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Star clusters across the ages: internal kinematics from stellar nurseries to ancient globulars

Dalgleish, H (2020) Star clusters across the ages: internal kinematics from stellar nurseries to ancient globulars. Doctoral thesis, Liverpool John Moores University.

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This thesis comprises the dynamical study of star clusters in the Milky Way and Magellanic Clouds from early to ancient times. Much is unknown about the formation of high-mass stars and clusters — our understanding is deeply hindered by the obscuration of stars by thick columns of dust and gas. One can infer the motions of stars in star-forming regions, however, via radio observations of ionised gas. By way of example, I examine a young, bipolar H II region in the Galactic disc which lies at the centre of a massive (∼ 10^3 M⊙) infrared-dark cloud filament. Intriguingly, the region known as G316.81– 0.06, displays a large velocity gradient (47.81 ± 3.21 km s−1 pc−1) along the same direction as the filament — a phenomenon scarcely observed at this stage of evolution. Based on a qualitative comparison between G316.81–0.06 and simulations of young star-forming regions, the velocity gradient can be explained by rotation, inferred to be a direct result of the initial angular momentum of the natal molecular cloud. If true, this kinematic signature should be common in other young (bipolar) H II regions and may help to discern the scenario by which star clusters form and evolve. Star clusters at ancient times (i.e. globulars) appear in an entirely different form. Rid of their natal gaseous cocoons, globulars visibly contain 10^5 − 10^6 stars, held together by their mutual gravity. One particular conundrum appeared in recent decades: observed mass-to-light ratios (M/L) of metal-rich globular clusters (GCs) disagree with theoretical predictions. This discrepancy is of fundamental importance since stellar population models provide the stellar masses that underpin most of extragalactic astronomy, near and far. Using integral-field unit data from the WAGGS project, I have extracted radial velocities for 1,622 stars located in the centres of 59 Milky Way GCs — twelve of which have no previous kinematic information — in order to calculate dynamical masses and M/L_V ratios via N-body modelling. Most importantly, the sample includes NGC 6528 and NGC 6553, which extend the metallicity range of GCs with measured M/L up to [Fe/H] ∼ −0.1 dex. The results confirm that metal-rich clusters have M/L_V more than two times lower than what is predicted by simple stellar population models, and thus the discrepant M/L– [Fe/H] relation remains a serious concern. I have explored the potential origin of the divergence, and it appears that dynamical effects are the most likely explanation. With great technological advances in recent years, the internal kinematics of more distant star clusters can also be probed, such as massive star clusters in the Magellanic Clouds. These clusters are as young as ∼ 1 Myr and are thought to be the progenitors of ancient globulars. Thus, this provides a unique opportunity for the study of globular formation at a relatively unexplored snapshot in time. I have carried out a preliminary study of eleven (young, intermediate-age and old) massive clusters in the Clouds as an extension of the M/L–[Fe/H] study of GCs. With this, I can then test stellar population models and improve constraints on theories of dynamical evolution at early times. Newly discovered Gaia star clusters present another avenue for novel research. Home to a new area of parameter space, these clusters appear to be old and compact, yet they are faint (V-band magnitude < −2.5 mag). This is an exciting opportunity to advance our knowledge of (heavily dissolved) star clusters which seem to be approaching the end of their lifetime.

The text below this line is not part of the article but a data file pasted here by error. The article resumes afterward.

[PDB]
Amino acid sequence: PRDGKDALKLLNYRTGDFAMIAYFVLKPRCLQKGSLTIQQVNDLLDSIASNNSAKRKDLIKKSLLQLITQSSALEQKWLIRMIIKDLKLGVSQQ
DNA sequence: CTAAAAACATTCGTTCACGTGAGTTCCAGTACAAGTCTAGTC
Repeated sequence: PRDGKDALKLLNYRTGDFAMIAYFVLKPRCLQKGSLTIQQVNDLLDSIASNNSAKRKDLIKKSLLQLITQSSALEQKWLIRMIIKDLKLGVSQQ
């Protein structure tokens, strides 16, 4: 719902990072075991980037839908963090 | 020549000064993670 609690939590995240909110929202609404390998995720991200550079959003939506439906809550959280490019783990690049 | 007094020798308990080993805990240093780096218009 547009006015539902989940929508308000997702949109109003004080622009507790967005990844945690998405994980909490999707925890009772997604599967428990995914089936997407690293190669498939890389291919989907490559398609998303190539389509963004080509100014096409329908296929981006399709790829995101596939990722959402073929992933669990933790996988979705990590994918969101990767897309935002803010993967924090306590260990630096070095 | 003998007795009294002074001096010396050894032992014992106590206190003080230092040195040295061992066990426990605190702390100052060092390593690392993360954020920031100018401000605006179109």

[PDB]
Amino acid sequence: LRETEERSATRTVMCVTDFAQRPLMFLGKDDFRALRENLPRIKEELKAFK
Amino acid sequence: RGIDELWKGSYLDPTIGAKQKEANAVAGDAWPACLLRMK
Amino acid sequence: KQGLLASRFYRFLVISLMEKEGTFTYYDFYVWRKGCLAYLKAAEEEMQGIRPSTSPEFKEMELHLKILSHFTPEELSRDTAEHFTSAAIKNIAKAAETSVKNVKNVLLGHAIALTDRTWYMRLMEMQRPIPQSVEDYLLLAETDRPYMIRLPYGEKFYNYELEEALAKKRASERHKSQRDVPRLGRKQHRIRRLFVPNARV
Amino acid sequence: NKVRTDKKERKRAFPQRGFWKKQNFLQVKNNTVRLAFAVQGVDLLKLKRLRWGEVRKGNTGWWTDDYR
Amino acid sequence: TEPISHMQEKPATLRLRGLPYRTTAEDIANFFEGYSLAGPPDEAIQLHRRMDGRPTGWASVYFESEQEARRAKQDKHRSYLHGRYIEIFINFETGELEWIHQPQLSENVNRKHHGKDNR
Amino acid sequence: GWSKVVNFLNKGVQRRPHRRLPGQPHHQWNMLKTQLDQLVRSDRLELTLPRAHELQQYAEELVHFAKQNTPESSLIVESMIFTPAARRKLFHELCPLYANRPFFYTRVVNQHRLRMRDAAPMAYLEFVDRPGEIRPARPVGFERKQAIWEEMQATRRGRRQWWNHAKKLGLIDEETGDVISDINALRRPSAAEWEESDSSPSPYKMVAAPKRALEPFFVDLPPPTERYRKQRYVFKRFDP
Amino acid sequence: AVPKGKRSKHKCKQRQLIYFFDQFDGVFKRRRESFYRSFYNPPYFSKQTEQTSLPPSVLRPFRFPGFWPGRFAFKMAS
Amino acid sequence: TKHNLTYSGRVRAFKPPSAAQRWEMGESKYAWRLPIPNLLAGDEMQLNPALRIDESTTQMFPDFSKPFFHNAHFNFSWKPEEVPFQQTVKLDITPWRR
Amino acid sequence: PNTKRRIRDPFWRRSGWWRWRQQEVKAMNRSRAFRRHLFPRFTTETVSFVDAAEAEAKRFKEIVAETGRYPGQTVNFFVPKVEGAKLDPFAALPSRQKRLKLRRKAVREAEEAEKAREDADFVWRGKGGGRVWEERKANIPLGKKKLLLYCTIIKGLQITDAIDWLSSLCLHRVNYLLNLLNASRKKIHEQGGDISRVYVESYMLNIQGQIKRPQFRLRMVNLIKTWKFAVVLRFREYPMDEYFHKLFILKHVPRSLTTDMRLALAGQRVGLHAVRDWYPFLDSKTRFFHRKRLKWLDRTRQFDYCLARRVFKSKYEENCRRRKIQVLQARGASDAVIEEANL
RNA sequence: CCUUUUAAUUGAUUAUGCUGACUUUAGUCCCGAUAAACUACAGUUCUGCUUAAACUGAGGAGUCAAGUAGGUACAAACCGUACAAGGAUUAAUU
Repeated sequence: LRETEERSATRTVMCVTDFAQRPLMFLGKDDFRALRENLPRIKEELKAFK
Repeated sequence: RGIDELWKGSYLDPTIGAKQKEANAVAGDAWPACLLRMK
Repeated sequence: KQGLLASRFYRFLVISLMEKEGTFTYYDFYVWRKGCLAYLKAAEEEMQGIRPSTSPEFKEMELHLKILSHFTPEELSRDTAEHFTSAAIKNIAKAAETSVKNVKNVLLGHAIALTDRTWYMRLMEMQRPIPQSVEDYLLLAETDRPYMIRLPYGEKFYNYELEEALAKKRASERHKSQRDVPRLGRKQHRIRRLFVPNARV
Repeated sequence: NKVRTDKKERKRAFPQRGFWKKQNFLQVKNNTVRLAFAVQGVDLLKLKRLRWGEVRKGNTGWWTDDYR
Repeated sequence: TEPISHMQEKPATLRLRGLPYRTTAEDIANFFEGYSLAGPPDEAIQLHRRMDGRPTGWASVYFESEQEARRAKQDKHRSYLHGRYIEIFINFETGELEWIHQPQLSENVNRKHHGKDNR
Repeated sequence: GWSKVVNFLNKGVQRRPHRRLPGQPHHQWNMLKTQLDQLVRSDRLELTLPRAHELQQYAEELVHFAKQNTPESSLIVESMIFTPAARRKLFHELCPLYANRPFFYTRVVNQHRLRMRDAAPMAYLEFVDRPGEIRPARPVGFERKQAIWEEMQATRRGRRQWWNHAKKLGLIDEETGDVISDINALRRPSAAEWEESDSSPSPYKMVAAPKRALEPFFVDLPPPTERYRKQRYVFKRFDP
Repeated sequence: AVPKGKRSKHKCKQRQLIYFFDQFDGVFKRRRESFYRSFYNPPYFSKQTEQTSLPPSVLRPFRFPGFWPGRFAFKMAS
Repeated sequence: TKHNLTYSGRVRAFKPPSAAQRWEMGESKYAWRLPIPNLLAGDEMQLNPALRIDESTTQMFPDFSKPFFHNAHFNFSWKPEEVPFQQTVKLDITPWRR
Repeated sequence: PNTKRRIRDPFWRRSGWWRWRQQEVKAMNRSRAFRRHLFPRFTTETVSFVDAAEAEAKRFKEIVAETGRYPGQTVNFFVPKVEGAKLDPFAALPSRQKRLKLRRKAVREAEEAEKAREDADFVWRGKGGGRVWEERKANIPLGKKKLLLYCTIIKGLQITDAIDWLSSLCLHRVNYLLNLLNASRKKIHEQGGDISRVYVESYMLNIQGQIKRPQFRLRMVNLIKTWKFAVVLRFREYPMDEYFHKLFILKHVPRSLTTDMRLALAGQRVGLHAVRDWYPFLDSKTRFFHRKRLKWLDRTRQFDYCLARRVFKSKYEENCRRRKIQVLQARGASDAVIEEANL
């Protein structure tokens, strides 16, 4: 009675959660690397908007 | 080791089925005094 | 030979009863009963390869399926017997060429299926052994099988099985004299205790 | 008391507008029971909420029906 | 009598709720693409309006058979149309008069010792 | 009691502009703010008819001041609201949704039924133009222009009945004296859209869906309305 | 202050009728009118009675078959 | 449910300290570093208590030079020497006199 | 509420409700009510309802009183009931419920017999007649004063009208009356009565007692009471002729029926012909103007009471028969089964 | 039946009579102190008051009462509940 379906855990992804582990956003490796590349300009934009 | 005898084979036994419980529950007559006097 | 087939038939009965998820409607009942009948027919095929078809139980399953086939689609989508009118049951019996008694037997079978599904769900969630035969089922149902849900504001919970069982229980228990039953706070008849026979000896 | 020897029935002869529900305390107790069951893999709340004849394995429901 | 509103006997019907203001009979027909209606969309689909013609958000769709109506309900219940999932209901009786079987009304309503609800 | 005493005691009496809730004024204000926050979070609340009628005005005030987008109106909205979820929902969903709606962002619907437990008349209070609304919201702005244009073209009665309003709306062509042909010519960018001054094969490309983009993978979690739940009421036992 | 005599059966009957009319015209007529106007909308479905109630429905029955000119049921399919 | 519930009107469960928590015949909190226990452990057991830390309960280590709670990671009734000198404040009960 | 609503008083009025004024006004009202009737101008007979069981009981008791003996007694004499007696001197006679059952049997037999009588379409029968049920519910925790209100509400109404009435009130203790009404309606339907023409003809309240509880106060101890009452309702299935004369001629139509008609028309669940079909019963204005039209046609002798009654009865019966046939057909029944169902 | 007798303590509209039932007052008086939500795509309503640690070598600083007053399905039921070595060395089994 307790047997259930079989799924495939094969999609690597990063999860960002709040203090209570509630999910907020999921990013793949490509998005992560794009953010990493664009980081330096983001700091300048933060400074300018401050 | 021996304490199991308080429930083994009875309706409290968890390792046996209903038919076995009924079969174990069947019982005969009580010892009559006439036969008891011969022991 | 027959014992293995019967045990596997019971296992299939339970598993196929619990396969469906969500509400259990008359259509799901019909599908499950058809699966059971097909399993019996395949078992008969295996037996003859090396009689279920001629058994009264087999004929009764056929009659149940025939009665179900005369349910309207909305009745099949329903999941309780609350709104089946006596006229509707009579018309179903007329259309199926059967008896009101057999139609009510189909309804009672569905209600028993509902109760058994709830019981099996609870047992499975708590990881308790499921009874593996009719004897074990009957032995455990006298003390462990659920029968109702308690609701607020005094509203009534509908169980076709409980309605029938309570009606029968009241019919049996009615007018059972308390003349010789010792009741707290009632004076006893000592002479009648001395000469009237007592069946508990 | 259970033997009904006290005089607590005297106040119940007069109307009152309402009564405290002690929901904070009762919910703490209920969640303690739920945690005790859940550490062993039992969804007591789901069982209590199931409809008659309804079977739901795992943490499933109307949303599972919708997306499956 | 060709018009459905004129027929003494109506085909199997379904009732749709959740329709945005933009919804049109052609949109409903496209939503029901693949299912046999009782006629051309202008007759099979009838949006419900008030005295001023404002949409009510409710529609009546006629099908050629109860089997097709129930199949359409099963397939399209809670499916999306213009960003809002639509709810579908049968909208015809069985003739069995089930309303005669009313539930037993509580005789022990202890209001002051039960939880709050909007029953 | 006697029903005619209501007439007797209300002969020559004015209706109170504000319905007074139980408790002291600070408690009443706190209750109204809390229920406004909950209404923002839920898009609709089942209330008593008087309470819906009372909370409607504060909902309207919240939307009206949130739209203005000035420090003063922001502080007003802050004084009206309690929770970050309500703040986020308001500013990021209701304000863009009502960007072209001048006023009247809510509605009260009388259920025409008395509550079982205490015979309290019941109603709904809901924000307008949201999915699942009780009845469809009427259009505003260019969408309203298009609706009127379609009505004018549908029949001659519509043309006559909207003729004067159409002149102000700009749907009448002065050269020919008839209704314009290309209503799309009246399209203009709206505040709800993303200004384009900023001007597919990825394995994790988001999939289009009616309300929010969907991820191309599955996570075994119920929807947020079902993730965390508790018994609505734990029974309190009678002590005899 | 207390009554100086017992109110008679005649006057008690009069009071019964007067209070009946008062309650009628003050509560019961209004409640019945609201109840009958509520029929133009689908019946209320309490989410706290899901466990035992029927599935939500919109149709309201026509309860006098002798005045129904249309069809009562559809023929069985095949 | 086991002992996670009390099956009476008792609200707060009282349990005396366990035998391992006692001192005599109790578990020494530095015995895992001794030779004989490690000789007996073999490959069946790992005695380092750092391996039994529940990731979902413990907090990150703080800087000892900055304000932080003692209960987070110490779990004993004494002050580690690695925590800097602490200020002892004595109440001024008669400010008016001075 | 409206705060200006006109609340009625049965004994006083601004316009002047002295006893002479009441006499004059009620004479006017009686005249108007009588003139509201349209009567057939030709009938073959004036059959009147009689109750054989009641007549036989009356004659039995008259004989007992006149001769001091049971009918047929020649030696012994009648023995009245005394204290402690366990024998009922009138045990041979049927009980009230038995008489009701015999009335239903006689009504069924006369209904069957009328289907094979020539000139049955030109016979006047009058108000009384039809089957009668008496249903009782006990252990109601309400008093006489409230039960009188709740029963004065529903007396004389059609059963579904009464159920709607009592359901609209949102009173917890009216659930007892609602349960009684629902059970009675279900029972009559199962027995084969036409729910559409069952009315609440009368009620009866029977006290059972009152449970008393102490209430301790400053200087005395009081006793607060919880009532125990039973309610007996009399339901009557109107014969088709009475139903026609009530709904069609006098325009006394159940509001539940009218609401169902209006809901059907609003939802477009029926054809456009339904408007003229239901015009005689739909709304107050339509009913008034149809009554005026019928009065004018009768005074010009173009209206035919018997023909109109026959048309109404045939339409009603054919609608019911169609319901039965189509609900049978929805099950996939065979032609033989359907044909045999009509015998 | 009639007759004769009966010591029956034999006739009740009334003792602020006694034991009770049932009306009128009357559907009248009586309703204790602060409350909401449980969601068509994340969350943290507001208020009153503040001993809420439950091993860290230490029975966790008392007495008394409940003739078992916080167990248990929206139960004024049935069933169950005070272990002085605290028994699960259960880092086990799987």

Item Type: Thesis (Doctoral)
Uncontrolled Keywords: astronomy; astrophysics; kinematics; globular clusters; star-forming regions; hii regions; star clusters; milky way; magellanic clouds; radio recombination lines; integral field spectroscopy; dynamics; mass-to-light ratio; young massive clusters; history of astronomy
Subjects: Q Science > QB Astronomy
Divisions: Astrophysics Research Institute
Date Deposited: 29 Jul 2020 16:06
Last Modified: 29 Jul 2020 16:06
DOI or Identification number: 10.24377/LJMU.t.00013378
Supervisors: Longmore, S and Bastian, N
URI: http://researchonline.ljmu.ac.uk/id/eprint/13378

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